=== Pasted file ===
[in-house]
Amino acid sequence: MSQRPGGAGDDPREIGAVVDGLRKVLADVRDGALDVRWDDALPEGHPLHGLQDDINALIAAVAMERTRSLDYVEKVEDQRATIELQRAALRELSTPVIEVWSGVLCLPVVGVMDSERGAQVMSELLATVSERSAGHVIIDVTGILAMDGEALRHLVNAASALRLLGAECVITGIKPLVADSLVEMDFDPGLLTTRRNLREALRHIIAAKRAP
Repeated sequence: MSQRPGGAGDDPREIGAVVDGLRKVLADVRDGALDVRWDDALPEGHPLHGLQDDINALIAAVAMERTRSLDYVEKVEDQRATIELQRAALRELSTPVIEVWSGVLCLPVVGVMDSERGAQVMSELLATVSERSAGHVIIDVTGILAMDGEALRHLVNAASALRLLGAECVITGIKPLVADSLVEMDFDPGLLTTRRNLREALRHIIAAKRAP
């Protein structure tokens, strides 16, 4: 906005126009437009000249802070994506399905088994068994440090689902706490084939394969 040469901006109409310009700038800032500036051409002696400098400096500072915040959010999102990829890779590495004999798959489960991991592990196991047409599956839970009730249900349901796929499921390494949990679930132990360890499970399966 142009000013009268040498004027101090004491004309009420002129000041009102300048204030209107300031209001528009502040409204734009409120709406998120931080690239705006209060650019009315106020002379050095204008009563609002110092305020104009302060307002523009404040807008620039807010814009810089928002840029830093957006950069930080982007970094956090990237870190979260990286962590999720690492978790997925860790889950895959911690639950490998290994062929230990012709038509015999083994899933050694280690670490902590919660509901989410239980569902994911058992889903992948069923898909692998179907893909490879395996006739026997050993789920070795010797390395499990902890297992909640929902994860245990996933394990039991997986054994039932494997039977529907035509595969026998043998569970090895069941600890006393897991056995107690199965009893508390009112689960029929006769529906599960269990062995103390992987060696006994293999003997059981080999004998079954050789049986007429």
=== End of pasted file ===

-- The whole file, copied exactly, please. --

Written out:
[in-house]
Amino acid sequence: MSQRPGGAGDDPREIGAVVDGLRKVLADVRDGALDVRWDDALPEGHPLHGLQDDINALIAAVAMERTRSLDYVEKVEDQRATIELQRAALRELSTPVIEVWSGVLCLPVVGVMDSERGAQVMSELLATVSERSAGHVIIDVTGILAMDGEALRHLVNAASALRLLGAECVITGIKPLVADSLVEMDFDPGLLTTRRNLREALRHIIAAKRAP
Repeated sequence: MSQRPGGAGDDPREIGAVVDGLRKVLADVRDGALDVRWDDALPEGHPLHGLQDDINALIAAVAMERTRSLDYVEKVEDQRATIELQRAALRELSTPVIEVWSGVLCLPVVGVMDSERGAQVMSELLATVSERSAGHVIIDVTGILAMDGEALRHLVNAASALRLLGAECVITGIKPLVADSLVEMDFDPGLLTTRRNLREALRHIIAAKRAP
């Protein structure tokens, strides 16, 4: 906005126009437009000249802070994506399905088994068994440090689902706490084939394969 040469901006109409310009700038800032500036051409002696400098400096500072915040959010999102990829890779590495004999798959489960991991592990196991047409599956839970009730249900349901796929499921390494949990679930132990360890499970399966 142009000013009268040498004027101090004491004309009420002129000041009102300048204030209107300031209001528009502040409204734009409120709406998120931080690239705006209060650019009315106020002379050095204008009563609002110092305020104009302060307002523009404040807008620039807010814009810089928002840029830093957006950069930080982007970094956090990237870190979260990286962590999720690492978790997925860790889950895959911690639950490998290994062929230990012709038509015999083994899933050694280690670490902590919660509901989410239980569902994911058992889903992948069923898909692998179907893909490879395996006739026997050993789920070795010797390395499990902890297992909640929902994860245990996933394990039991997986054994039932494997039977529907035509595969026998043998569970090895069941600890006393897991056995107690199965009893508390009112689960029929006769529906599960269990062995103390992987060696006994293999003997059981080999004998079954050789049986007429």